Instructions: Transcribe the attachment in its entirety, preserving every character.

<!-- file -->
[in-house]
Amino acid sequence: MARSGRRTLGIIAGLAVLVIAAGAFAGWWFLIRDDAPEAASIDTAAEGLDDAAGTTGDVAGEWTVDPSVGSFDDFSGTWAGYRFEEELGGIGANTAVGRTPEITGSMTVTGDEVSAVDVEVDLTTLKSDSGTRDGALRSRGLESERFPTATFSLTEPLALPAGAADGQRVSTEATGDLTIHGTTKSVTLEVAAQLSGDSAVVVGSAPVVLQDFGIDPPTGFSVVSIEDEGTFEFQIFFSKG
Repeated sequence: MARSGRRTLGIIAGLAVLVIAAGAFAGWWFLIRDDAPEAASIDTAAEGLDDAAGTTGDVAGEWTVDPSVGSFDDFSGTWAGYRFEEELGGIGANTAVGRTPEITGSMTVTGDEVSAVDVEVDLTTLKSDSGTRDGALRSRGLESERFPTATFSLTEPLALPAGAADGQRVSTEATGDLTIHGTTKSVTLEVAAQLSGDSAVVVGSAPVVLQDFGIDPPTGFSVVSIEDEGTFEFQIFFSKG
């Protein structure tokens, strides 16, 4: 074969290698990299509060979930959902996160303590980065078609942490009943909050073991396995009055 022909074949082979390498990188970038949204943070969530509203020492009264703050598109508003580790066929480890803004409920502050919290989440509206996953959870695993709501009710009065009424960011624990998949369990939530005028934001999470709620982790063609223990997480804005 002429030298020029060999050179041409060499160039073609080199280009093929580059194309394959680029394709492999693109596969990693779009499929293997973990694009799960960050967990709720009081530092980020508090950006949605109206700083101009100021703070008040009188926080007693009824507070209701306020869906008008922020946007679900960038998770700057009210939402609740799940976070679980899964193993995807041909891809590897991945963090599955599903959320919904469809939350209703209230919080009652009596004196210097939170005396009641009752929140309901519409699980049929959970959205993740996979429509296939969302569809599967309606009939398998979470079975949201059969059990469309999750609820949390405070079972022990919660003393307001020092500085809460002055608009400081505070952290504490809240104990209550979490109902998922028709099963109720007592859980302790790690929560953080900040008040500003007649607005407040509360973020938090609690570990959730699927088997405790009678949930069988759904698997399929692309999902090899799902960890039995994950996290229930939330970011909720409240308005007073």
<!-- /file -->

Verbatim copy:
[in-house]
Amino acid sequence: MARSGRRTLGIIAGLAVLVIAAGAFAGWWFLIRDDAPEAASIDTAAEGLDDAAGTTGDVAGEWTVDPSVGSFDDFSGTWAGYRFEEELGGIGANTAVGRTPEITGSMTVTGDEVSAVDVEVDLTTLKSDSGTRDGALRSRGLESERFPTATFSLTEPLALPAGAADGQRVSTEATGDLTIHGTTKSVTLEVAAQLSGDSAVVVGSAPVVLQDFGIDPPTGFSVVSIEDEGTFEFQIFFSKG
Repeated sequence: MARSGRRTLGIIAGLAVLVIAAGAFAGWWFLIRDDAPEAASIDTAAEGLDDAAGTTGDVAGEWTVDPSVGSFDDFSGTWAGYRFEEELGGIGANTAVGRTPEITGSMTVTGDEVSAVDVEVDLTTLKSDSGTRDGALRSRGLESERFPTATFSLTEPLALPAGAADGQRVSTEATGDLTIHGTTKSVTLEVAAQLSGDSAVVVGSAPVVLQDFGIDPPTGFSVVSIEDEGTFEFQIFFSKG
């Protein structure tokens, strides 16, 4: 074969290698990299509060979930959902996160303590980065078609942490009943909050073991396995009055 022909074949082979390498990188970038949204943070969530509203020492009264703050598109508003580790066929480890803004409920502050919290989440509206996953959870695993709501009710009065009424960011624990998949369990939530005028934001999470709620982790063609223990997480804005 002429030298020029060999050179041409060499160039073609080199280009093929580059194309394959680029394709492999693109596969990693779009499929293997973990694009799960960050967990709720009081530092980020508090950006949605109206700083101009100021703070008040009188926080007693009824507070209701306020869906008008922020946007679900960038998770700057009210939402609740799940976070679980899964193993995807041909891809590897991945963090599955599903959320919904469809939350209703209230919080009652009596004196210097939170005396009641009752929140309901519409699980049929959970959205993740996979429509296939969302569809599967309606009939398998979470079975949201059969059990469309999750609820949390405070079972022990919660003393307001020092500085809460002055608009400081505070952290504490809240104990209550979490109902998922028709099963109720007592859980302790790690929560953080900040008040500003007649607005407040509360973020938090609690570990959730699927088997405790009678949930069988759904698997399929692309999902090899799902960890039995994950996290229930939330970011909720409240308005007073």